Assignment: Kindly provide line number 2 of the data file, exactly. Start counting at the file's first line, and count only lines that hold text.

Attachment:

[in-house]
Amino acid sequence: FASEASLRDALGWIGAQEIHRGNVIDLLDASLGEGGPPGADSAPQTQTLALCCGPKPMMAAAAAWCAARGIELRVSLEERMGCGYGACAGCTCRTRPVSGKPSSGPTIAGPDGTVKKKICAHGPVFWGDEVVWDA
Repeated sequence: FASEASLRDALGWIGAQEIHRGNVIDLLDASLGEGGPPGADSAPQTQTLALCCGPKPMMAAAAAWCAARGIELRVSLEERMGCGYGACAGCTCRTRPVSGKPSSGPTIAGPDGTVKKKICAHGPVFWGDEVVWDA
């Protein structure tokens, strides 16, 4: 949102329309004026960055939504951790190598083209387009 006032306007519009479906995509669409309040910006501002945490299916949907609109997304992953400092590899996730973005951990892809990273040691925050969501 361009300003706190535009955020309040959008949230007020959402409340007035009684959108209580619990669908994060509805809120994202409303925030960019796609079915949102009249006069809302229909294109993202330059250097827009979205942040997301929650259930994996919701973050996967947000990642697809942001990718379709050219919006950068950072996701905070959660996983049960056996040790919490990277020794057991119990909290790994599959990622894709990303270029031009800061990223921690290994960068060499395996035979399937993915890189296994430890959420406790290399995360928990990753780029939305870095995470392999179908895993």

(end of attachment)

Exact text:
Amino acid sequence: FASEASLRDALGWIGAQEIHRGNVIDLLDASLGEGGPPGADSAPQTQTLALCCGPKPMMAAAAAWCAARGIELRVSLEERMGCGYGACAGCTCRTRPVSGKPSSGPTIAGPDGTVKKKICAHGPVFWGDEVVWDA